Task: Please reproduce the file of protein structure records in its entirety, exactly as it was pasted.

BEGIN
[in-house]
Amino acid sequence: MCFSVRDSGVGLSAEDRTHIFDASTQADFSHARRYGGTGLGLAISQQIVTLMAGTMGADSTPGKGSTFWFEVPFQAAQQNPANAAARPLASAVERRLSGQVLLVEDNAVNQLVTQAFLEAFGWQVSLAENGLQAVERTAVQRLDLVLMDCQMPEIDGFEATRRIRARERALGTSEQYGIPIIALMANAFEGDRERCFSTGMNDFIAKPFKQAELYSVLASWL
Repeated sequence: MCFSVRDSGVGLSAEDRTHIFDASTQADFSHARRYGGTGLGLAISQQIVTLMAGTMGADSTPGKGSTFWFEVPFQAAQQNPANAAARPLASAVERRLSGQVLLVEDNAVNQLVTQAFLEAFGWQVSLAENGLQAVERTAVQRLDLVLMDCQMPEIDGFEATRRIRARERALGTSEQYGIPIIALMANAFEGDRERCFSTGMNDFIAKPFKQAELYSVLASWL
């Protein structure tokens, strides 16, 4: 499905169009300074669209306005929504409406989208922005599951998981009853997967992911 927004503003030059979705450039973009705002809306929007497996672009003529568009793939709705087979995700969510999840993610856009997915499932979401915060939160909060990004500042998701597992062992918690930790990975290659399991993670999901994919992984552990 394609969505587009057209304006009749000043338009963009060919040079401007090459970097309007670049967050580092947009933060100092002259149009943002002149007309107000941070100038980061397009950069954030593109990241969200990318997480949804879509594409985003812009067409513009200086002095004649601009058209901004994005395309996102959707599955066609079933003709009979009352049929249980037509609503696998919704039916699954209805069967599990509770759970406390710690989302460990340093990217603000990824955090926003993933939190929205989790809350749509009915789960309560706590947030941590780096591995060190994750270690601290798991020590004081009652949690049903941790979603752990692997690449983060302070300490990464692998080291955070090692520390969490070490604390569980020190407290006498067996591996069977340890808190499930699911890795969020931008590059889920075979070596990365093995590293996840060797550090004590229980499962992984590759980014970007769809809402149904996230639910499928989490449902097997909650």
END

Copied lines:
[in-house]
Amino acid sequence: MCFSVRDSGVGLSAEDRTHIFDASTQADFSHARRYGGTGLGLAISQQIVTLMAGTMGADSTPGKGSTFWFEVPFQAAQQNPANAAARPLASAVERRLSGQVLLVEDNAVNQLVTQAFLEAFGWQVSLAENGLQAVERTAVQRLDLVLMDCQMPEIDGFEATRRIRARERALGTSEQYGIPIIALMANAFEGDRERCFSTGMNDFIAKPFKQAELYSVLASWL
Repeated sequence: MCFSVRDSGVGLSAEDRTHIFDASTQADFSHARRYGGTGLGLAISQQIVTLMAGTMGADSTPGKGSTFWFEVPFQAAQQNPANAAARPLASAVERRLSGQVLLVEDNAVNQLVTQAFLEAFGWQVSLAENGLQAVERTAVQRLDLVLMDCQMPEIDGFEATRRIRARERALGTSEQYGIPIIALMANAFEGDRERCFSTGMNDFIAKPFKQAELYSVLASWL
């Protein structure tokens, strides 16, 4: 499905169009300074669209306005929504409406989208922005599951998981009853997967992911 927004503003030059979705450039973009705002809306929007497996672009003529568009793939709705087979995700969510999840993610856009997915499932979401915060939160909060990004500042998701597992062992918690930790990975290659399991993670999901994919992984552990 394609969505587009057209304006009749000043338009963009060919040079401007090459970097309007670049967050580092947009933060100092002259149009943002002149007309107000941070100038980061397009950069954030593109990241969200990318997480949804879509594409985003812009067409513009200086002095004649601009058209901004994005395309996102959707599955066609079933003709009979009352049929249980037509609503696998919704039916699954209805069967599990509770759970406390710690989302460990340093990217603000990824955090926003993933939190929205989790809350749509009915789960309560706590947030941590780096591995060190994750270690601290798991020590004081009652949690049903941790979603752990692997690449983060302070300490990464692998080291955070090692520390969490070490604390569980020190407290006498067996591996069977340890808190499930699911890795969020931008590059889920075979070596990365093995590293996840060797550090004590229980499962992984590759980014970007769809809402149904996230639910499928989490449902097997909650």